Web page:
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Let's say I have two points $p_1=(x_1, y_1)$ and $p_2=(x_2, y_2)$, which are given as two points of a triangle $T$. And let's say I know the angles of $T$ at $p_1$ and $p_2$. How do I find the third point $p_3=(x_3, y_3)$ of $T$?

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"Find point given a line and two *angles" –  Argon May 15 '12 at 1:14
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Can't you ask the two angels? :) –  user17762 May 15 '12 at 1:14
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@Vakey Do you mean you know the angles subtended by $(x_3,y_3)$,$(x_1,y_1)$ at $(x_2,y_2)$ and $(x_3,y_3)$,$(x_2,y_2)$ at $(x_1,y_1)$? –  user17762 May 15 '12 at 1:31
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Have a look at any exposition on "angle side angle"; for example mathsisfun.com/algebra/trig-solving-asa-triangles.html –  Fixee May 15 '12 at 2:42
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@Vakey Have a look at zonalandeducation.com/mmts/intersections/… –  Fixee May 17 '12 at 16:14

1 Answer 1

up vote 2 down vote accepted

I believe that this is what you want. We can use basic linear algebra.

We have the two sides of the triangle. I write these sides as lines:

$$f(x)=m_1x+b_1=\frac{y_1-y_3}{x_1-x_3}x+b_1$$ $$g(x)=m_2x+b_2=\frac{y_2-y_3}{x_2-x_3}x+b_2$$

$m$ is the slope of the line. I assume that the angles you are talking about are the angles of elevation or depression of the lines $f$ and $g$. To turn an angle into slope, we use $\tan \theta$ where $\theta$ is the angle. Thus

$$f(x)=\tan (\theta_1)x+b_1$$ $$g(x)=\tan (\theta_2)x+b_2$$

To find $b_1$ and $b_2$, solve for them in $f(x_1)=y_1$ and $g(x_2)=y_2$ respectively.

$$f(x_1)=y_1=\tan (\theta_1)x_1+b_1\implies b_1=y_1-\tan (\theta_1)x_1$$ $$g(x_2)=y_2=\tan (\theta_2)x_2+b_2\implies b_2=y_2-\tan (\theta_2)x_2$$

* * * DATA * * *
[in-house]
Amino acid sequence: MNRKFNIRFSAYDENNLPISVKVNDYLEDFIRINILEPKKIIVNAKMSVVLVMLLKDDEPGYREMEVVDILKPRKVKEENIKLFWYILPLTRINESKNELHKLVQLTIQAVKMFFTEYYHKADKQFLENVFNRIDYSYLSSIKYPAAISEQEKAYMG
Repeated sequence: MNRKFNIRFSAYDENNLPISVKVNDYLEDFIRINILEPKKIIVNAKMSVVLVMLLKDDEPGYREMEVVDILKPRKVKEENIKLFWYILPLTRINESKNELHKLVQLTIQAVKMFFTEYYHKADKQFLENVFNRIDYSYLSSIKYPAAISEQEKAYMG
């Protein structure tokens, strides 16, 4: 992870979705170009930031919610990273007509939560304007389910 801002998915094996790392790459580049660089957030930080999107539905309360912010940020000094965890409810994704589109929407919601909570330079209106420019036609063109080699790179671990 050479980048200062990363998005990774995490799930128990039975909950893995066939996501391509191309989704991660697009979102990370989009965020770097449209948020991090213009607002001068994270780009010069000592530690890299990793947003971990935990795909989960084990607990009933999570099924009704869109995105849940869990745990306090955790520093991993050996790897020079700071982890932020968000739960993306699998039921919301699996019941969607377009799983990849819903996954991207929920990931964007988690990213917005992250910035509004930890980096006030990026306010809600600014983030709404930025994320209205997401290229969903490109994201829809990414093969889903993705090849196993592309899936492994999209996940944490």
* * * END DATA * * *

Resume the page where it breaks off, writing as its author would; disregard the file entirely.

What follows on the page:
To find $x_3$, we know this is the unique point such that $f(x_3)=g(x_3)$. Thus

$$ f(x_3)=g(x_3)=\tan (\theta_1)x_3+y_1-\tan (\theta_1)x_1= \tan (\theta_2)x_3+y_2-\tan (\theta_2)x_2 \implies x_3= \frac{\tan (\theta_1)x_1-\tan (\theta_2)x_2+y_2-y_1}{\tan (\theta_1)-\tan (\theta_2)}$$

I'm sure there are other ways to do this, but this is the first thing that comes to mind.

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Can you please check line functions . They should be $f(x)=\tan (\theta_1)x+b_1$ and $g(x)=\tan (\theta_2)x+b_2$. should not? –  Mathlover May 15 '12 at 12:53
    
Thanks. Though I am having trouble finding x3. I used an example where x1=0, y1=4, x2=4, y2=0, θ1 = 45, θ2 = 45. Pointing this out on a graph, I have found that x3=4 and y3=4. Using your formula above I have found that arctan(θ1)−arctan(θ2) = arctan(45)−arctan(45) = 1.5-1.5 = 0. And you can't divide by zero. Is my math wrong, or is this a special case? –  Vakey May 15 '12 at 13:27
    
@Mathlover Indeed it is $\tan$, my mistake. I never remember which one to use! –  Argon May 15 '12 at 19:48
    
@Vakey They are not both $45^\circ$. One should be $-45 ^\circ=315 ^\circ$ –  Argon May 15 '12 at 19:55
    
@Argon Thanks! That works. However, how do you get y3? –  Vakey May 16 '12 at 12:59

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